Tuesday, November 01, 2011

Illinois' Most Powerful Political Deal Maker Guilty On Extortion And Bribery Charges

Sun-Times Photo of William Cellini
The most powerful behind-the-scenes political power broker in Illinois has been found guilty by a federal jury in Chicago on extortion and bribery charges. William Cellini stood accused of conspiring with political fixers Tony Rezko, Christopher Kelly and Stuart Levine to shake down the producer of the Oscar award-winning movie, "Million Dollar Baby," for campaign contributions for the campaign committee of former Illinois Gov. Rod Blagojevich. The group of political insiders told Thomas Rosenberg he would have to ante up campaign contributions for Blagojevich's campaign committee if his investment firm wanted to continue receiving its share of investments from the state's Teachers Retirement Fund. Rezko is behind bars for his earlier convictions. Kelly died from an apparent suicide following his conviction. Levine and Blagojevich are awaiting sentencing for their earlier convictions. And now Cellini has met the same fate after a jury found him guilty on charges of conspiracy to commit extortion and aiding in the solicitation of a bribe, while it found him not guilty of mail fraud and attempted extortion charges. From the Sun-Times:

Cellini, 76, was accused of trying to shake down investment firm owner Thomas Rosenberg, the producer of the Oscar-winning movie “Million Dollar Baby,” for a campaign contribution to then-Gov. Rod Blagojevich, in exchange for continued state pension business.

The jury of 10 women and two men reached its verdict after about two days of deliberating evidence following a 3 ½ week trial.
Prosecutors played secret FBI recordings of Cellini talking on the phone with Stuart Levine, a serial conman who was the government’s star witness and who testified for parts of six days.
Prosecutors said Cellini was a key member in a plot to shakedown Rosenberg. His motive, they said, was to please Blagojevich fundraisers Tony Rezko and Chris Kelly and thus, retain Cellini’s decades-long reach into the governor’s office. Prosecutors argued Cellini delivered an extortionate message to Rosenberg in May 2004 that his firm would lose Teachers’ Retirement System pension business if he didn’t donate to Blagojevich. Rosenberg testified he angrily balked at the request.
“I told Bill that I would not be shaken down,” Rosenberg testified last week. “I told him I would stand on the corner of State and Madison and discuss this. ... I screamed and cursed. I wanted him to pass on the full level of my fury to Rezko and Kelly.” . . .
While Cellini's political deals have largely been in the Land of Lincoln, he reached his influence into Indiana during the 1990s after Indiana legalized riverboat gambling. Cellini's Argosy Gaming, one of the first gaming companies to be awarded a riverboat gaming license in Illinois at Alton, won a gaming license for one of Indiana's first riverboat licenses at Lawrenceburg with the help of some of Indiana's big political insiders. Despite overwhelming evidence of corrupt activities surrounding the awarding of the Lawrenceburg license to Argosy, state and federal investigators under political pressure from the administration of Gov. Evan Bayh refused to pursue a criminal investigation. Cellini has profited more off politics in Illinois than any other man alive, earning hundreds of millions of dollars through his political insider deals mostly related to gaming and real estate investment deals, as well as the powerful lobbyist for the Illinois Asphalt Pavement Association. His criminal conviction is a bigger deal in Illinois politics than the convictions of its two former governors because of the unprecedented political power he exercised within both political parties. Cellini arrogantly nicknamed himself "The Pope," a fact revealed during his trial that no doubt didn't play well with Catholic jurors. Jurors spent just two days deliberating before finding him guilty on two of the four charges.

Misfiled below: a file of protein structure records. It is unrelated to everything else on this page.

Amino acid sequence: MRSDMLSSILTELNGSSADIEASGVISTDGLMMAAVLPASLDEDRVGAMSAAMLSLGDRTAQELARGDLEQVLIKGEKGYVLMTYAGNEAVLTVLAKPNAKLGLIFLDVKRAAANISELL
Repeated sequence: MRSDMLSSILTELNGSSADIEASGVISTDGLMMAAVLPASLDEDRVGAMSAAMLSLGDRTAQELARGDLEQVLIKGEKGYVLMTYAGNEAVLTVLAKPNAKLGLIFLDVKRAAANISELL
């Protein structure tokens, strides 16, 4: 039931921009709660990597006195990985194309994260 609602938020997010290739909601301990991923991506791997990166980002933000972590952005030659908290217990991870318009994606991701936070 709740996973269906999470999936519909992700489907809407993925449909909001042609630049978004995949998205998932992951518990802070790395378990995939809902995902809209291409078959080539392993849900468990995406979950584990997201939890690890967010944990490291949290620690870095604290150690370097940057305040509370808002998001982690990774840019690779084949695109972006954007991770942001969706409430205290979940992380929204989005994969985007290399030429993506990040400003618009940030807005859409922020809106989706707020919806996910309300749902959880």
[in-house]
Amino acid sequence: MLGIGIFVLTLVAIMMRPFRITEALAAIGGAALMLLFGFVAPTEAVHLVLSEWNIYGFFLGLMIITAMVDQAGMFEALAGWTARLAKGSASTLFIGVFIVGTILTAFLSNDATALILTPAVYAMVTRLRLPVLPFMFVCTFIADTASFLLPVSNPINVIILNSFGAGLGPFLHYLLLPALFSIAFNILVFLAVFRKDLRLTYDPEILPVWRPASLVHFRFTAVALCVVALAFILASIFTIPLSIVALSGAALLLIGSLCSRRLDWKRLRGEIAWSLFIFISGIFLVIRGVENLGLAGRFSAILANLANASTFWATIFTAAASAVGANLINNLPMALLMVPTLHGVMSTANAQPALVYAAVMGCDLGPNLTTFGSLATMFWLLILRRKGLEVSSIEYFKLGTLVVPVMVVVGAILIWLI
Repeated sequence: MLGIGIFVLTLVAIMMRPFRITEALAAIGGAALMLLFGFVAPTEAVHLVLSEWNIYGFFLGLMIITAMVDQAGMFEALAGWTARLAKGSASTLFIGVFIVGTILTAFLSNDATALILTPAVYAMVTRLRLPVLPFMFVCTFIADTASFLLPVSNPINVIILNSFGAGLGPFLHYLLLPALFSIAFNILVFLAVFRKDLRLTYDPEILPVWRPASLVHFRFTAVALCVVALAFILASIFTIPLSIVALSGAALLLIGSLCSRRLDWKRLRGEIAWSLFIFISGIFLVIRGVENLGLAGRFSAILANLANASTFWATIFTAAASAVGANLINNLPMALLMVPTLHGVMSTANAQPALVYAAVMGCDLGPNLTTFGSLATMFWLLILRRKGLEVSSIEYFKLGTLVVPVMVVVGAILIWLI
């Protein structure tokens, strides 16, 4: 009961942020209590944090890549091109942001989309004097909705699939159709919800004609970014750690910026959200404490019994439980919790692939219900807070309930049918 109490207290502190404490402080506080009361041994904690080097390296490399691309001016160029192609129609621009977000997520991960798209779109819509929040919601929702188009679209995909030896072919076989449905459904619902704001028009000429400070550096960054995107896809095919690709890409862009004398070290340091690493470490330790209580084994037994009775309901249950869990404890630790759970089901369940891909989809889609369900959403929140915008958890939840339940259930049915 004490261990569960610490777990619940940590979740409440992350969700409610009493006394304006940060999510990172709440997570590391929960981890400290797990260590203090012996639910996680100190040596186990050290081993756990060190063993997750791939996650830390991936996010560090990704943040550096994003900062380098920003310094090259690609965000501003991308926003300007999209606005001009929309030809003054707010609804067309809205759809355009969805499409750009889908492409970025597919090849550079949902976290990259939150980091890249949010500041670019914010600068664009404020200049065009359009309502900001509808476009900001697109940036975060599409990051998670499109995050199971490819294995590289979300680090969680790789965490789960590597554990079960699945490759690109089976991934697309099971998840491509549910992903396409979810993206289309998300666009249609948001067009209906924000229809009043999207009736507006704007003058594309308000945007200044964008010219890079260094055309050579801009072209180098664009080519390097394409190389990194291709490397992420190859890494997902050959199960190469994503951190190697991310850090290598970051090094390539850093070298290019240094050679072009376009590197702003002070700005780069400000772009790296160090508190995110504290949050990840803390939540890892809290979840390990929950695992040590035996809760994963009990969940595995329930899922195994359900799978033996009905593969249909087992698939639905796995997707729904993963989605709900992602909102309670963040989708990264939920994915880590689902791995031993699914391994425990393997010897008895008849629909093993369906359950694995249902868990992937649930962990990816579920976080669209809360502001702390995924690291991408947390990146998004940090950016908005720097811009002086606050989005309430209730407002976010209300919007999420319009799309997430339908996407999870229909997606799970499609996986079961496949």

The Springfield State Journal-Register has more on the conviction of the man the newspaper dubs the "King of Clout" here. "Outwardly affable, Cellini gained a reputation for his business savvy, hard work and sure-footedness - but also as someone to avoid crossing, someone who could make or break a person's career with a phone call," the newspaper writes. Cellini faces up to 30 years in prison. The Chicago Tribune has this reaction on Cellini's conviction from U.S. Attorney Patrick Fitzgerald:
“In the quiet corridors in Chicago and Cook County and Springfield, a lot of backroom deals take place, and the fact that Bill Cellini was convicted today sends a very, very loud message,” Fitzgerald said.

The Terre Haute federal penitentiary will need to set up a dedicated wing at the prison to house convicted Illinois pols, including former Govs. George Ryan and Rod Blagojevich, a former powerful Chicago alderman, "Fast Eddie" Vrdolyak, and now the King of Clout, William Cellini.

Barack Obama pictured with Stuart Levine, one of the conspirators in the shakedown of Rosenberg and a key witness in Cellini's trial. Levine admitted to a long-time drug problem that included all-night parties at Chicago's infamous Purple Hotel with young gay men he paid to have sex with him. On secretly-recorded conversations, Levine and Cellini snickered as they discussed shaking down Rosenberg for campaign contributions. At the end of the secretly-recorded call, the two men spoke of their love for the other. Both men are married with children, although Levine's wife divorced him after learning of his adulterous affairs with other men. Levine said he had amassed a fortune of nearly $80 million through corrupt insider political deals, all of which he subsequently lost. He now sells electronic cigarettes at a suburban Chicago shopping mall for a living.

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